Eid-Ul-Adha is upon us and a tick-borne viral disease called “Crimean–Congo Hemorrhagic Fever (CCHF)” has emerged in areas of Pakistan.The number of cases being reported from the northern areas has increased taking the death toll to around 18-20 lives.This virus is an inhabitant of the african countries but around 48-50 cases have been reported in pakistan since 2010.
The host to this virus are a range of wild and domestic animals including goats,cows,buffaloes etc. The tucks are able to live in their skin and suck its blood and so the virus remains in the animals blood stream for about a week after the infection,and there are no vaccines available for use in animals.The transmission from animal to human is either through tick bites or by coming in close contact with the infected animals blood or tissue while slaughtering them it is also transferred through open wounds.
CCHF symptoms are very much similar to dengue which includes dizziness,fatigue,fever,nausea,sore eyes and neck pain,so this might pertain to misdiagnosis.So in order to correctly diagnose the virus certain laboratory tests can be carried out like for example Antigen Detection test.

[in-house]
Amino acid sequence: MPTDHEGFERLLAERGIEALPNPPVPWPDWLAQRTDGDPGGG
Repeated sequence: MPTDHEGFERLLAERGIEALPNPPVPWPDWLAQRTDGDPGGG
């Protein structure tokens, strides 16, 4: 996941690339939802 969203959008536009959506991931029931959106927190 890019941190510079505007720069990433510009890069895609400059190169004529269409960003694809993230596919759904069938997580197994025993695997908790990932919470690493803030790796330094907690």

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General awareness for the public through social media and remedial measures by the government may be taken to avoid the serious consequences which may result from the virus, as in 30-40% cases it also proves to be fatal.
Karachi and other areas of Pakistan are at a risk of Congo Virus epidemic for which precautionary measures have to be taken,so the approach to managing the risk of the virus spreading in humans are:-
- Educating people about the prevalence of the virus
- Wearing protective clothing like (full sleeves,long trousers)
- Using mosquito or tick repellent
- Wear gloves while holding the knife for slaughtering the animal
- Wash hands thoroughly after shaking hands with an ill person
- Any symptoms reffering to the disease should immediately be treated at the hospital.